Bringing more women into the labour force is not only an acknowledgement of their right to be gainfully employed but will actually be a huge boost to the economy.
A new study, “The Power of Parity: Advancing Women’s Equality in Asia Pacific (Focus: The Philippines)”, found that Asia Pacific countries could raise their annual collective gross domestic product (GDP) by 2025 by as much as $4.5 trillion (Bt144 trillion), “a 12-per cent increase over the business as usual trajectory”, by advancing women’s equality.
The study, which was undertaken by McKinsey Global Institute (MGI), the business and economics research arm of McKinsey and Company, concluded that all countries in the region would benefit from advancing women’s equality.
“Across Asia-Pacific, we estimate that 58 per cent of the opportunity would come from raising the labour force participation ratio, 17 per cent from increasing the number of hours women work, and the remaining 25 per cent from more women working in higher-productivity sectors,” the report’s authors said.
The study, which was the subject of a recent panel discussion sponsored by Australian Aid, found that the Philippines was leading other Asia-Pacific countries in terms of gender equality in work. It was at par with Australia, New Zealand and Singapore on gender equality in society, particularly in essential services such as education, maternal and reproductive health, financial and digital inclusion, legal protection and political voice.
But Kristine Romano, managing partner in the Philippines of McKinsey & Co., said some 14 per cent of Filipino women were still not financially included and “women college graduates” were not making it in the workforce.
In the panel discussion, Romano said while some 15 per cent of women in the corporate world became board members, only 3 per cent became chief executive officers.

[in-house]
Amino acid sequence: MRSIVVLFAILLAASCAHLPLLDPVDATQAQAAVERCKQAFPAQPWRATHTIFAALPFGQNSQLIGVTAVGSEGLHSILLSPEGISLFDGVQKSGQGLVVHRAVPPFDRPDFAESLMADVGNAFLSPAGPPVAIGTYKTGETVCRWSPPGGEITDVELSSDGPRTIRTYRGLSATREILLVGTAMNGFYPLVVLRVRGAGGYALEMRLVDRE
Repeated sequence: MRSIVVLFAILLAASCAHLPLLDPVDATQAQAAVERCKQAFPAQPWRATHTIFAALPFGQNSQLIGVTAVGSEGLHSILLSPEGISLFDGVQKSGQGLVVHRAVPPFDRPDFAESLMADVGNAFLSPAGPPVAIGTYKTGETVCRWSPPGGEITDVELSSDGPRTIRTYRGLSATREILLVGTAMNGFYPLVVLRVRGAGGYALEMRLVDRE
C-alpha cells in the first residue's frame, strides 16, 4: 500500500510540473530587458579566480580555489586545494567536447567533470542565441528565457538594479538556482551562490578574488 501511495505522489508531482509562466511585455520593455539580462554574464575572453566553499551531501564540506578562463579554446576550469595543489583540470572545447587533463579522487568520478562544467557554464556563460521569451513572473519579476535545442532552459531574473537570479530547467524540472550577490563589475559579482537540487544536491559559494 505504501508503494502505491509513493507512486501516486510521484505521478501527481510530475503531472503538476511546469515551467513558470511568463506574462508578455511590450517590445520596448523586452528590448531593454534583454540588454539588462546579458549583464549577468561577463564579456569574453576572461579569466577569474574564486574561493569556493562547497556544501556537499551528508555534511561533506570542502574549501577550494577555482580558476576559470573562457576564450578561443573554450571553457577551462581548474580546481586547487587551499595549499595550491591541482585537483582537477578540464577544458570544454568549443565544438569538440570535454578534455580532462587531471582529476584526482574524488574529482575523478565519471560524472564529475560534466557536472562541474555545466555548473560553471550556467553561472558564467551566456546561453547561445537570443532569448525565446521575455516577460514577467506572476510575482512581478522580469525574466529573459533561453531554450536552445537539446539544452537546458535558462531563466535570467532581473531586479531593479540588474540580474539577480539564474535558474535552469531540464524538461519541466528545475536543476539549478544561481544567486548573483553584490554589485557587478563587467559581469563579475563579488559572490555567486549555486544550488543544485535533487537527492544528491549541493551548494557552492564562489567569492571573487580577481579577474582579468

Romano said the Philippines could add $40 billion to its annual GDP in 2025 by advancing women’s equality and bringing more women into the workforce.
Panelists pointed out that the lack of access to quality and reliable child care was a major barrier to women’s participation in the workforce or a major reason for their leaving employment.
Amy Luinstra, programme manager and gender adviser for the International Finance Corp of the World Bank group, presented specific examples of companies in India, Japan and Turkey that showed that providing childcare was an effective way to keep skilled and experienced women employees.
Employers in those countries provided extended maternity leave, access to expert and quality childcare and more flexible working arrangements to women. Luinstra said employers realised it was more costly to replace a skilled worker. Replacements would have to be trained and it would take a while before they acquired the skills of employees who left.
“Investment in women can really pay off,” she said. It would mean higher retention rates, increased productivity and better gender diversity. Employers who adapted to the needs of women also became employers of choice and found it easier to recruit skilled workers.
But Luinstra stressed that, with gender equality policies, “one size does not fit all”. However, childcare should be part of a company’s overall strategy, and it should be extended to both parents.
“Gender equality should not be just a fad but should be institutionalised,” said Amor Curaming, programme manager for the Philippine Business Coalition for Women Empowerment. She pointed out that policies on gender equality were often not written down, so if leadership changed the gains achieved could be lost.
She encouraged companies to undergo the Economic Dividends for Gender Equality (Edge) assessment. Edge is a diagnostic and certification system for workplace gender equality.
Maria Aurora Geotina-Garcia, chair of the Philippine Women’s Economic Network, said that despite the report’s generally positive assessment of the Philippines, Filipino women were still significantly underrepresented in the workforce. She urged companies to “walk the talk” on women’s empowerment.